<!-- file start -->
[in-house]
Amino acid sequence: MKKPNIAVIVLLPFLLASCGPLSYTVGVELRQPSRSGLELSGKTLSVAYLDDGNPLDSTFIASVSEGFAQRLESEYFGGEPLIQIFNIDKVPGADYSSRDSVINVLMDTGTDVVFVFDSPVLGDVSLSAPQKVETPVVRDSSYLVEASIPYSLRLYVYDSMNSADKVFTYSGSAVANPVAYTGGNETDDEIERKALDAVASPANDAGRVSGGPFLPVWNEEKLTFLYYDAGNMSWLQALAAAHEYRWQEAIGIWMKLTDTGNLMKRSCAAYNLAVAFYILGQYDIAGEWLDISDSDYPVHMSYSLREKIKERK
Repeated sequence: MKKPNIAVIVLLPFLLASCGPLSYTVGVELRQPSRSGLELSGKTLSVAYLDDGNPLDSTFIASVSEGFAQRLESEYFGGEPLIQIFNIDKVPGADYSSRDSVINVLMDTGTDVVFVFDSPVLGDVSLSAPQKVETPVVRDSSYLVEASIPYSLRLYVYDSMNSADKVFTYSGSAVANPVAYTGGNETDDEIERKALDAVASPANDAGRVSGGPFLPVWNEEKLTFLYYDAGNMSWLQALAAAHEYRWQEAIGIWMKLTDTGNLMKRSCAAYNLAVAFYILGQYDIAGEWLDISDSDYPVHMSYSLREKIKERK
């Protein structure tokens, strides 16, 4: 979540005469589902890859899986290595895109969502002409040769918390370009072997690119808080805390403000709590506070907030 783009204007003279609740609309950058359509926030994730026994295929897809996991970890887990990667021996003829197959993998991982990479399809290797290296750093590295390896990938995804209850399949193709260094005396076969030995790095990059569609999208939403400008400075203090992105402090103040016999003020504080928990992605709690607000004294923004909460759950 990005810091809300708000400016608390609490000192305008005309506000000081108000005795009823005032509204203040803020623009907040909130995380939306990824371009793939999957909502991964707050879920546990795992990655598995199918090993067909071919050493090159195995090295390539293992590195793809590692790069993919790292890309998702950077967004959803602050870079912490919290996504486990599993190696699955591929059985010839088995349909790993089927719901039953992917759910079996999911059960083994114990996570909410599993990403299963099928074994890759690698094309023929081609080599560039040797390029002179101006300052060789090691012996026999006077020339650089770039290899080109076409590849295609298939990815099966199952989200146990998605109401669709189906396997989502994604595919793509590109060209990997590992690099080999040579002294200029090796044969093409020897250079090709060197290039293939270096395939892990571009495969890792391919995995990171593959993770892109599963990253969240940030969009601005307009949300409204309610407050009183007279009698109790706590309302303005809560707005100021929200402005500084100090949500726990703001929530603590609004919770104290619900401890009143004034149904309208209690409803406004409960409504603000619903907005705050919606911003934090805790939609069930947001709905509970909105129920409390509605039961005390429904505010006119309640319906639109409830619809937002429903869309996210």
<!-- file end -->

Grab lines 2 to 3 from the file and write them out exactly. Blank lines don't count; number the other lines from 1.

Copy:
Amino acid sequence: MKKPNIAVIVLLPFLLASCGPLSYTVGVELRQPSRSGLELSGKTLSVAYLDDGNPLDSTFIASVSEGFAQRLESEYFGGEPLIQIFNIDKVPGADYSSRDSVINVLMDTGTDVVFVFDSPVLGDVSLSAPQKVETPVVRDSSYLVEASIPYSLRLYVYDSMNSADKVFTYSGSAVANPVAYTGGNETDDEIERKALDAVASPANDAGRVSGGPFLPVWNEEKLTFLYYDAGNMSWLQALAAAHEYRWQEAIGIWMKLTDTGNLMKRSCAAYNLAVAFYILGQYDIAGEWLDISDSDYPVHMSYSLREKIKERK
Repeated sequence: MKKPNIAVIVLLPFLLASCGPLSYTVGVELRQPSRSGLELSGKTLSVAYLDDGNPLDSTFIASVSEGFAQRLESEYFGGEPLIQIFNIDKVPGADYSSRDSVINVLMDTGTDVVFVFDSPVLGDVSLSAPQKVETPVVRDSSYLVEASIPYSLRLYVYDSMNSADKVFTYSGSAVANPVAYTGGNETDDEIERKALDAVASPANDAGRVSGGPFLPVWNEEKLTFLYYDAGNMSWLQALAAAHEYRWQEAIGIWMKLTDTGNLMKRSCAAYNLAVAFYILGQYDIAGEWLDISDSDYPVHMSYSLREKIKERK